However, there is a possible side effect in communicating your preference (or complaining to the leader). The leader may simply conclude that the benefit of dancing with you, isn't worth what he needs to do, in order to make you happy. Thus he could decide to ask others, instead of you (assuming there are other people who actually do want to dance with him). It's up to you whether that is a good side effect or a bad one.

With me, I'm always looking for ways to improve, and expand the number of people who might want to dance with me, but I also know who I am and what I like as well. I can accept that some people just don't like my style. It's nothing personal.

It's a risk for the follower to communicate about issues, but guys take risks in just trying to figure out if the woman wants to dance with him. Everyone is different (and some people are jerks), but it's very likely that even a nice guy will never fix a problem he has, if no one ever tells him about it.





BTW, I have heard more than one teacher say that if the follower gets her foot stepped on, that it's possibly her fault, for not creating the space for the leader to step into.

:twisted:
 
#31
You say, "no thank you".
... if the follower gets her foot stepped on, that it's possibly her fault, for not creating the space for the leader to step into.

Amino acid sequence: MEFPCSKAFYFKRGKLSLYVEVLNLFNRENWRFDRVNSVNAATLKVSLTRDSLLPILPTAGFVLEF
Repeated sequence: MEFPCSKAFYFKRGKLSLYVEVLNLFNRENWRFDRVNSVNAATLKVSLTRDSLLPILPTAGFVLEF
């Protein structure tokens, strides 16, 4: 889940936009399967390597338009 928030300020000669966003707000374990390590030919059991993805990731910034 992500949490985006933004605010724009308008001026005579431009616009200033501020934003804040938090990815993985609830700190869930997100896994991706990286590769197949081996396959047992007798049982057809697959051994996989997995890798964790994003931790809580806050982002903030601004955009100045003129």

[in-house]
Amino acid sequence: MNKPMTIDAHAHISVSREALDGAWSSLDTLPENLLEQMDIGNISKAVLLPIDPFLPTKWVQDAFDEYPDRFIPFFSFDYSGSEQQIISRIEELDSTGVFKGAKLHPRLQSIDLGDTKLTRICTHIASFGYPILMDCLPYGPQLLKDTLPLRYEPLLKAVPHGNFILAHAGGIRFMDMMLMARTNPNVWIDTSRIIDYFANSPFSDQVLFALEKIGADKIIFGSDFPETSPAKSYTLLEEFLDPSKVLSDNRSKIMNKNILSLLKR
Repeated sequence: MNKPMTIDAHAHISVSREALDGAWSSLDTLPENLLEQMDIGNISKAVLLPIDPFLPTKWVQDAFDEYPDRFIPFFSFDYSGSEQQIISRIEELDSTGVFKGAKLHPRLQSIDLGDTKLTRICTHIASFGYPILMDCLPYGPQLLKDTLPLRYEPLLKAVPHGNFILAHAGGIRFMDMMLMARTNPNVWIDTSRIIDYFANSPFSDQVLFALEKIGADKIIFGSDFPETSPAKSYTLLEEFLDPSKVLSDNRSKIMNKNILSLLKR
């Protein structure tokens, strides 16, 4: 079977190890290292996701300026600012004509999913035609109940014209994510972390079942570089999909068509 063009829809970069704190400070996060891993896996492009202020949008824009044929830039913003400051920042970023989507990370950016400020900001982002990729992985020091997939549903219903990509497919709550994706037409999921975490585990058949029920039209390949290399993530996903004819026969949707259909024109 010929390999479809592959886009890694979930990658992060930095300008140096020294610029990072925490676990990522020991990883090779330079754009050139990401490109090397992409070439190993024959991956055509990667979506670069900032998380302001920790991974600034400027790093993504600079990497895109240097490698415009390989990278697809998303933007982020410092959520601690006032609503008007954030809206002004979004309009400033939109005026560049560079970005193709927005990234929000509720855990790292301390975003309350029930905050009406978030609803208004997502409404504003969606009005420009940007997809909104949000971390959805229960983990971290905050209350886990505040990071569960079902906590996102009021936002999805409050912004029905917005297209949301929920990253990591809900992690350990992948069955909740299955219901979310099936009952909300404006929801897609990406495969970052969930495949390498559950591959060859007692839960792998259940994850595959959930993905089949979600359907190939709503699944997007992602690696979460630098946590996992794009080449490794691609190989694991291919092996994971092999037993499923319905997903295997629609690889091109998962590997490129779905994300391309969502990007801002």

That is definitely true, if a woman does not translate the leader's stepping impulse into a corresponding size step. It usually happens if the women does not have/use sufficient core strength.

With much energy in the step, braking (=not stepping upon) might be impossible for the leader ...
 

jfm

Active Member
#32
D and W: that's all very well, but you are probably coming from a personal knowledge where you can lead a step. There are guys who don't give much impulse forward and have their weight backwards on their heels, if you are a small woman dancing with a very tall man who does this, and you are not an advanced and therefore infallible follower you are in trouble. I'd also like to point out that in a small community it is very hard to get people who have been dancing for 10 years (badly with no progress for at least 8 of those years) to change, and you can't afford to make enemies.